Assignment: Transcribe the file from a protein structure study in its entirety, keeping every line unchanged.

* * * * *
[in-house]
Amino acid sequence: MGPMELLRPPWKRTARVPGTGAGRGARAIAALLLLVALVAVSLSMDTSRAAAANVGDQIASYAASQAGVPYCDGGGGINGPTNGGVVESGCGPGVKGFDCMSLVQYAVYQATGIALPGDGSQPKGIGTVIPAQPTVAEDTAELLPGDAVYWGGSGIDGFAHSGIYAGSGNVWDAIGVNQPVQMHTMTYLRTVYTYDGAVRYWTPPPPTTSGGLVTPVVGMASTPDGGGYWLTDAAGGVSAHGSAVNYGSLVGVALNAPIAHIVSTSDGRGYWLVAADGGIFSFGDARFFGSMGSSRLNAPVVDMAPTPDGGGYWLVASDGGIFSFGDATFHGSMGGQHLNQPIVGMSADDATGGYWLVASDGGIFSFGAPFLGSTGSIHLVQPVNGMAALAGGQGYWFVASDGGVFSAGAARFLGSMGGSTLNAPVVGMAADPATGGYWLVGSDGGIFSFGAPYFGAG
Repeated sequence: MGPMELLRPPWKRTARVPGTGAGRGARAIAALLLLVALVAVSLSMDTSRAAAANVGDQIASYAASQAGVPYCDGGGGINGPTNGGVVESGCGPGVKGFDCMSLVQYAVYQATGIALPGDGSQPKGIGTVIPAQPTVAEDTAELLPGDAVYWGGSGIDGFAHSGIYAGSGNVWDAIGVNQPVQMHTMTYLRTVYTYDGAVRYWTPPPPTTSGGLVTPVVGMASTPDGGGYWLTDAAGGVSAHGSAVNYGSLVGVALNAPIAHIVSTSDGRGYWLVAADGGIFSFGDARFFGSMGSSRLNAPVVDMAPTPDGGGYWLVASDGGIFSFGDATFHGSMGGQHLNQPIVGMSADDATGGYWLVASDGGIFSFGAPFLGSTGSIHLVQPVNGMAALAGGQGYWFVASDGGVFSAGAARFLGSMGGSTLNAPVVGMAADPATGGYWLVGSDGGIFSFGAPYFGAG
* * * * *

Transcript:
[in-house]
Amino acid sequence: MGPMELLRPPWKRTARVPGTGAGRGARAIAALLLLVALVAVSLSMDTSRAAAANVGDQIASYAASQAGVPYCDGGGGINGPTNGGVVESGCGPGVKGFDCMSLVQYAVYQATGIALPGDGSQPKGIGTVIPAQPTVAEDTAELLPGDAVYWGGSGIDGFAHSGIYAGSGNVWDAIGVNQPVQMHTMTYLRTVYTYDGAVRYWTPPPPTTSGGLVTPVVGMASTPDGGGYWLTDAAGGVSAHGSAVNYGSLVGVALNAPIAHIVSTSDGRGYWLVAADGGIFSFGDARFFGSMGSSRLNAPVVDMAPTPDGGGYWLVASDGGIFSFGDATFHGSMGGQHLNQPIVGMSADDATGGYWLVASDGGIFSFGAPFLGSTGSIHLVQPVNGMAALAGGQGYWFVASDGGVFSAGAARFLGSMGGSTLNAPVVGMAADPATGGYWLVGSDGGIFSFGAPYFGAG
Repeated sequence: MGPMELLRPPWKRTARVPGTGAGRGARAIAALLLLVALVAVSLSMDTSRAAAANVGDQIASYAASQAGVPYCDGGGGINGPTNGGVVESGCGPGVKGFDCMSLVQYAVYQATGIALPGDGSQPKGIGTVIPAQPTVAEDTAELLPGDAVYWGGSGIDGFAHSGIYAGSGNVWDAIGVNQPVQMHTMTYLRTVYTYDGAVRYWTPPPPTTSGGLVTPVVGMASTPDGGGYWLTDAAGGVSAHGSAVNYGSLVGVALNAPIAHIVSTSDGRGYWLVAADGGIFSFGDARFFGSMGSSRLNAPVVDMAPTPDGGGYWLVASDGGIFSFGDATFHGSMGGQHLNQPIVGMSADDATGGYWLVASDGGIFSFGAPFLGSTGSIHLVQPVNGMAALAGGQGYWFVASDGGVFSAGAARFLGSMGGSTLNAPVVGMAADPATGGYWLVGSDGGIFSFGAPYFGAG